Life: What a journey – CHARLES CHISALA
LIFE is not rosy for the hordes of hustlers milling in and outside the ever-congested Intercity Bus Terminus in Lusaka.
Each day is just as tough as the other with the average hustler completely blank about where his next bite will come from.
The weak ones resort to unorthodox means of survival which often land them in the hands of the law.
This particular day I went to the station with my madam to pick a parcel and money that were coming from Luapula Province by bus.
The time was just a few minutes after19:00 hours. One bus after the other was driving in and out of the station.
There were more arrivals than departures owing to the night travel ban for public passenger motor vehicles.
Being peak time it was difficult to find where to park our vehicle, but the hustlers are always on hand to ‘help’ as long as there will be “something for water”.
There were four to five of the notorious kaponyas standing by the roadside mobbing each arriving motor vehicle and offering all kinds of services, ranging from ushering to carrying luggage at a fee.
They saw that I was struggling to find space where to park.
The oldest of them, clad in an old pair of jeans trousers which were hanging over his ankles (don’t-touch-my-shoes), a fever coat and head soak walked over and offered to help create some space along the steel fence of the smaller station where Zimbabwe-bound buses load from.
When I managed to park the vehicle we came out. I thanked the man.
I could judge from the ‘burnt’ lower lip that he is a junta (highly potent cane spirit packed in small bottles) drinker.
He asked us what our mission was at the station, and we explained.
The man offered to carry the parcel from the bus and deploy his boys to guard our vehicle.
“Ishina lyandi ninebo Chanda [my name is Chanda]. I am originally from Luwingu district,” he introduced himself politely.
“Ifi fibaice fyandi [these are my boys],” he said, turning and pointing at his three younger colleagues.
“This one here is Chola,” he said, pointing at one of them.
When we told him we both hailed from Samfya district in Luapula Province he was very excited.
“Luapula is close to Luwingu. We are the same. Muli babbululu [you’re my relatives],” he said.
As we started walking into Intercity bus station Ba Chanda, as his henchmen called him, issued a stern instruction to the ‘boys’, “Look after the car, Chola, okay?”
But the ‘boys’ responded with laughter, wondering when Ba Chanda had learned how to speak English.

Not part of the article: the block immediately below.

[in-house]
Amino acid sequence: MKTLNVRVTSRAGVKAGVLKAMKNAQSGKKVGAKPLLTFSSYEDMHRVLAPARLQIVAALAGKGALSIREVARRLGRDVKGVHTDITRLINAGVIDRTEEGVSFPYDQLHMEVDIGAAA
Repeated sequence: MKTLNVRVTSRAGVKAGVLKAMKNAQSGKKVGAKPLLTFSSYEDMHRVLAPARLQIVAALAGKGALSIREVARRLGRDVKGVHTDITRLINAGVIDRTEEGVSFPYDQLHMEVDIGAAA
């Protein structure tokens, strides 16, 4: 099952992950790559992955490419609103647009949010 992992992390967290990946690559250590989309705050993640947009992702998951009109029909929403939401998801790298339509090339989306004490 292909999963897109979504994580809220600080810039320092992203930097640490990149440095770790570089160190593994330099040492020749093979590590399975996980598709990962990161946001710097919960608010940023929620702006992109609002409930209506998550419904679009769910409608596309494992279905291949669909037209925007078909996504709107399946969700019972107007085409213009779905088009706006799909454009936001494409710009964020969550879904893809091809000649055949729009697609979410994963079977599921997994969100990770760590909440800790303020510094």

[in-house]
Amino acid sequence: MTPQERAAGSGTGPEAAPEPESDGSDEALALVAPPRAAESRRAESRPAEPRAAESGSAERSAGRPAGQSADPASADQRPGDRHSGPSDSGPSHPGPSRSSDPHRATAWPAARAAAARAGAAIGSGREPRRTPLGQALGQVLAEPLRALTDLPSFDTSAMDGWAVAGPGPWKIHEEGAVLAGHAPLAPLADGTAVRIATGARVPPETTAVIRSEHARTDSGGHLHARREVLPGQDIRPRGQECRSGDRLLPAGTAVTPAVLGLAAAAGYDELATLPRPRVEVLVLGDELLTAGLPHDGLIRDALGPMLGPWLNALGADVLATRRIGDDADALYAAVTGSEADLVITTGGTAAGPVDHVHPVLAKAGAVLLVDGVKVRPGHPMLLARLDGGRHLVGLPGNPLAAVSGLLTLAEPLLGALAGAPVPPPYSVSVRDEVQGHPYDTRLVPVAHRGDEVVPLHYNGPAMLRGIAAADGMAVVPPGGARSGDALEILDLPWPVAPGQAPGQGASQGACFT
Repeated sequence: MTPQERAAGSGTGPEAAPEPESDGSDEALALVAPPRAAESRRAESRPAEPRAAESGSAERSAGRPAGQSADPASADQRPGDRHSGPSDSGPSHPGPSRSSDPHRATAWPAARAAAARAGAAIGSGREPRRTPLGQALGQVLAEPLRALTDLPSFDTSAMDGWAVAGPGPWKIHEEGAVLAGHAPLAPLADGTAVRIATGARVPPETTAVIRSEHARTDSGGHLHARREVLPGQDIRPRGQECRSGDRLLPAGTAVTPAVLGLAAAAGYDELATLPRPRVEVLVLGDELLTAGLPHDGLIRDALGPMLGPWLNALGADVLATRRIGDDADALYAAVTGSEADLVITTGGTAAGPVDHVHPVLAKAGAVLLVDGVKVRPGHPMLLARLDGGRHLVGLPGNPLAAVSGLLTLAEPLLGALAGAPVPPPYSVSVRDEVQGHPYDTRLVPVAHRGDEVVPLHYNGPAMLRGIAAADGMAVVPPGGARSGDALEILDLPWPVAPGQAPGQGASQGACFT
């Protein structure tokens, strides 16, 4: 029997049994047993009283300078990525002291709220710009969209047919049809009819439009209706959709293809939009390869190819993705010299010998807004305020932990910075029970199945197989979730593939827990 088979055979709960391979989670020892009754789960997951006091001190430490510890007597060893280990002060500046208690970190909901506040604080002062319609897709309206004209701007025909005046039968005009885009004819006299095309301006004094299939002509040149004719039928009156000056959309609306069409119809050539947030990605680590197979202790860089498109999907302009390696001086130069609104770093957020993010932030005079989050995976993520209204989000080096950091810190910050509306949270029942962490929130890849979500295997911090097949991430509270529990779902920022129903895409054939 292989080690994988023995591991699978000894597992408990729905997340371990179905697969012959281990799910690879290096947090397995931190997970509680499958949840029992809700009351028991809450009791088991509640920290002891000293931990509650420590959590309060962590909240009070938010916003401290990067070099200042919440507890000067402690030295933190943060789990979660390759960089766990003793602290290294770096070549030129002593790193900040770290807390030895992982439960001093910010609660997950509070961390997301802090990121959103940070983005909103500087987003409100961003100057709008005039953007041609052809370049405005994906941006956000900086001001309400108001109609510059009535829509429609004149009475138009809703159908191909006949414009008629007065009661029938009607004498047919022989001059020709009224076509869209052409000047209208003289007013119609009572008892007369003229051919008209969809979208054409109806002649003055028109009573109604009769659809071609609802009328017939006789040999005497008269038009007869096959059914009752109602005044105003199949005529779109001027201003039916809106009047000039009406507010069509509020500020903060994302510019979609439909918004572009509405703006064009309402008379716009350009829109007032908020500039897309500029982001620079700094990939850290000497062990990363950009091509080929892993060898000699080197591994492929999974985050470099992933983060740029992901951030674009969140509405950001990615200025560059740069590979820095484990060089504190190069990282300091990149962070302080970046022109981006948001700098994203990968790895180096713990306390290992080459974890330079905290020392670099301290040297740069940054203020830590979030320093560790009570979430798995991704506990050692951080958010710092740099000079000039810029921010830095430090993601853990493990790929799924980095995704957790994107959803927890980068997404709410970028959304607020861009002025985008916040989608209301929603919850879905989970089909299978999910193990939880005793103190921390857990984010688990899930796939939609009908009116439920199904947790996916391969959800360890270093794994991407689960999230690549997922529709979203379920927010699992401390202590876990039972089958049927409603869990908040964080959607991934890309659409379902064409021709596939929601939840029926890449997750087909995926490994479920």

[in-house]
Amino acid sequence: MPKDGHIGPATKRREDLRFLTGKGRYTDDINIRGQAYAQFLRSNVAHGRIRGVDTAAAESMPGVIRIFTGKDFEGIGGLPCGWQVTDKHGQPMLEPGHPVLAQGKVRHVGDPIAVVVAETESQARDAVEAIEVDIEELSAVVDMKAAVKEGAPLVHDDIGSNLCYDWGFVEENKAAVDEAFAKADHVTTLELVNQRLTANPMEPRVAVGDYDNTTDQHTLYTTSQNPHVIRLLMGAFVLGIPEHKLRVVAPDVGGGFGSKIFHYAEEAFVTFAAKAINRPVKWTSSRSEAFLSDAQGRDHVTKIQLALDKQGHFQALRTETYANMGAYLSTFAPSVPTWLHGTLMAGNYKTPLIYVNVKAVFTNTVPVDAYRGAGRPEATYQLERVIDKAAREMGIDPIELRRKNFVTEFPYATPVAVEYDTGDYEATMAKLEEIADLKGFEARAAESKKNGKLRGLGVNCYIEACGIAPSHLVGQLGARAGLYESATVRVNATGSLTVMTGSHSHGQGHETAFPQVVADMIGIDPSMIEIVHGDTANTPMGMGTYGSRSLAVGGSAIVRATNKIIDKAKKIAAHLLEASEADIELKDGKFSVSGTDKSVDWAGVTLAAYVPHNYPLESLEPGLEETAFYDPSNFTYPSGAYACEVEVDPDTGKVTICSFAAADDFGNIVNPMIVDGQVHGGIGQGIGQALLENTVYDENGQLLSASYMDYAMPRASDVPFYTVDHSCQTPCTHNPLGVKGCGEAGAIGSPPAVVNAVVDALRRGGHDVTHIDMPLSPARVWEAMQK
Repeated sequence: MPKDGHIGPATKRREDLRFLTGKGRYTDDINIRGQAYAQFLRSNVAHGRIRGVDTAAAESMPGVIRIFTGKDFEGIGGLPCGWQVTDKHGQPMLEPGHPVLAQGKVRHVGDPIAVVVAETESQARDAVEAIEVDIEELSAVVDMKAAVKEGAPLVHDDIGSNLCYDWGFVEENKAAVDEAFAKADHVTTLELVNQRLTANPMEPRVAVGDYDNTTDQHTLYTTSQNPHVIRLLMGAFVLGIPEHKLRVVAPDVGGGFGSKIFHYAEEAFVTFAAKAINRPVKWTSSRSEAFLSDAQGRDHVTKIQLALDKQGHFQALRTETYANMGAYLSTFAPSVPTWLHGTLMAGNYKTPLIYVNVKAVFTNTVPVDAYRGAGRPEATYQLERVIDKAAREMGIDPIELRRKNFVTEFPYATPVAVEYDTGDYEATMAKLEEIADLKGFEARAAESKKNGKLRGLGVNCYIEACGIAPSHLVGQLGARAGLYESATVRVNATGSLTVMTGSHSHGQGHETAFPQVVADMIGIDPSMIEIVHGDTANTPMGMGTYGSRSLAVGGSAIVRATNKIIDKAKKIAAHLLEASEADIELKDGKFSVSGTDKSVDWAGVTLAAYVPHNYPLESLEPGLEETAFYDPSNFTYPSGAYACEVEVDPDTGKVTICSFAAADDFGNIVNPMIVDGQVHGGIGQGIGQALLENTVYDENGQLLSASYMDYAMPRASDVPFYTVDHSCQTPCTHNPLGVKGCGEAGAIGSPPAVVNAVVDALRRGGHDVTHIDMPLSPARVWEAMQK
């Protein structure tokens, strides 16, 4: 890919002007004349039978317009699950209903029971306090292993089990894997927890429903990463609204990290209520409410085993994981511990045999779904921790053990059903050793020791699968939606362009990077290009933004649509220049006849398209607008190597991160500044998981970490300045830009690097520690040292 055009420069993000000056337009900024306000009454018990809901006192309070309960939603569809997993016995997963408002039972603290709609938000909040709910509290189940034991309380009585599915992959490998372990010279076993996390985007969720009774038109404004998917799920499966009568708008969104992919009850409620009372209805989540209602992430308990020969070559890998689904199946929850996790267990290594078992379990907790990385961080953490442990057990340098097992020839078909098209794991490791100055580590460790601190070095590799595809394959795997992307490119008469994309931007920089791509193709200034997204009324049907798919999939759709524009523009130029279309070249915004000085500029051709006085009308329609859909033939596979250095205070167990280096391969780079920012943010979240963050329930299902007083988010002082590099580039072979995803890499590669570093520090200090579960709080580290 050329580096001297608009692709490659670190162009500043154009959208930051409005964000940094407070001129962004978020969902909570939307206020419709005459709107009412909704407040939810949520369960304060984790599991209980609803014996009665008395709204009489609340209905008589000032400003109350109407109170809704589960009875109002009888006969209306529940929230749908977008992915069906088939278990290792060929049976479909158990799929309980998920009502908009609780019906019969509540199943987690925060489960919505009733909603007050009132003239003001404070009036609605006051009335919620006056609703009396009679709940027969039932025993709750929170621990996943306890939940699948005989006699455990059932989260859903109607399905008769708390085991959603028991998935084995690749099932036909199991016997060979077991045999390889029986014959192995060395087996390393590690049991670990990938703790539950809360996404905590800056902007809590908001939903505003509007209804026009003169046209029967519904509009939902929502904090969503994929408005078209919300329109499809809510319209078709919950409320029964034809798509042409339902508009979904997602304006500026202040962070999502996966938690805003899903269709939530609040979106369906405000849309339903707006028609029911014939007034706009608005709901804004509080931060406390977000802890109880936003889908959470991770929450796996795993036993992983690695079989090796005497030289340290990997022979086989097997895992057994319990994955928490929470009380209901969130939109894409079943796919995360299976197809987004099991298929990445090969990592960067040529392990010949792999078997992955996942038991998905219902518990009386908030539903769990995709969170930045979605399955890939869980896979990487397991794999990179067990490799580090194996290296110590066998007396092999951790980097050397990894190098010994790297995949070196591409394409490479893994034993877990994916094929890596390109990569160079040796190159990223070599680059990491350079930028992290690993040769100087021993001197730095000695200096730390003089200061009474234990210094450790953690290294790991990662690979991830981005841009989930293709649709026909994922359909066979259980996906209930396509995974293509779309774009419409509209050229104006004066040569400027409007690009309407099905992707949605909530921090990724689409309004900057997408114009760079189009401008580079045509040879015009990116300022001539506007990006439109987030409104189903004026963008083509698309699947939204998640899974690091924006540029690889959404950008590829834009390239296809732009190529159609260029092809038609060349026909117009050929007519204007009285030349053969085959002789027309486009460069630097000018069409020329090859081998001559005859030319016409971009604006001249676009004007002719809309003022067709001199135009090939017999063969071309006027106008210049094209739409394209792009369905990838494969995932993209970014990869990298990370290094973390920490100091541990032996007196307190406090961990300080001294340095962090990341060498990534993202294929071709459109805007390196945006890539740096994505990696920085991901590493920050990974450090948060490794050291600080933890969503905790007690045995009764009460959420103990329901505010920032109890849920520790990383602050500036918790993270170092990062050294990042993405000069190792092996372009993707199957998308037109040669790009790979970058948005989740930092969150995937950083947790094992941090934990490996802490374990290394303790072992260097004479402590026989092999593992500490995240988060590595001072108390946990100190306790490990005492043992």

Ba Chanda rebuked the disrespectful ‘boys’.
“Be careful fibaice [young ones]. You think I am not educated just because we are found together here at Intercity? I am an educated Bemba from Luwingu,” he said in flawless English, which quite impressed me.
The ‘boys’ responded with sincere applause.
They clapped their hands and whistled with their lips to congratulate Ba Chanda on his good English.
The bus we were waiting for finally arrived from Samfya.
As we headed back to our vehicle with Ba Chanda carrying our fresh fish-laden cooler box on his right shoulder, he started complaining about how tough life was at the Intercity Bus Station.
“Sometimes we don’t make even enough to buy a plate of nshima. Yalikosa Ba anti [it’s tough, aunt],” he said.
I encouraged him, “I am happy that at least you and your friends work hard for your living instead of stealing from people even if things are tough.”
Ba Chanda vowed never to steal but work for his daily bread because he had learnt from what had happened to his friend a couple of years back.
“We had always warned him not to steal from travellers because some of them might be committed Christians who might complain to God, but he wouldn’t listen,” he narrated ruefully.
Ba Chanda said one day the person he was talking about was engaged to carry a traveller’s bag to City Market bus station for a woman who had just arrived.
He explained that the young thief eluded the woman and managed to disappear into the chaos of the teeming station, making off with the bag.
The hustler left the female traveller, who had a baby strapped to her back, wailing like a little girl.
“After he did that stupid thing he stopped coming here for almost one month for fear of being apprehended because we knew what he had done.
“When he started coming again we rebuked him and warned him that if he did such a wicked thing again we would report him to the party cadres and the police,” Ba Chanda narrated.
“You won’t like what happened to him a week later, Ba uncle,” he went on. “He was innocently walking to the station. He was metres away from the road, but a light truck careered off the road, followed him on the foot path and knocked him down killing him on the spot.”
He said his friend’s death had taught him a lesson he would never forget.
“But umugaizi alifwa ububi [it was a terrible death].”
I encouraged Ba Chanda to turn to God and refrain from crime to avoid a similar fate, which somehow frightened him.
“It’s better to remain poor than to steal and lose your life. Even in Israel, there were poor people who were faithful to God until their death,” I said.
I gave him the example of Lazarus in the Bible, who was Jesus Christ’s best friend but died a poor man.
“You have spoken well Ba uncle,” he said.
We found our vehicle intact.
I paid Ba Chanda K20, for which he was immensely grateful.
He waved at us as we drove away.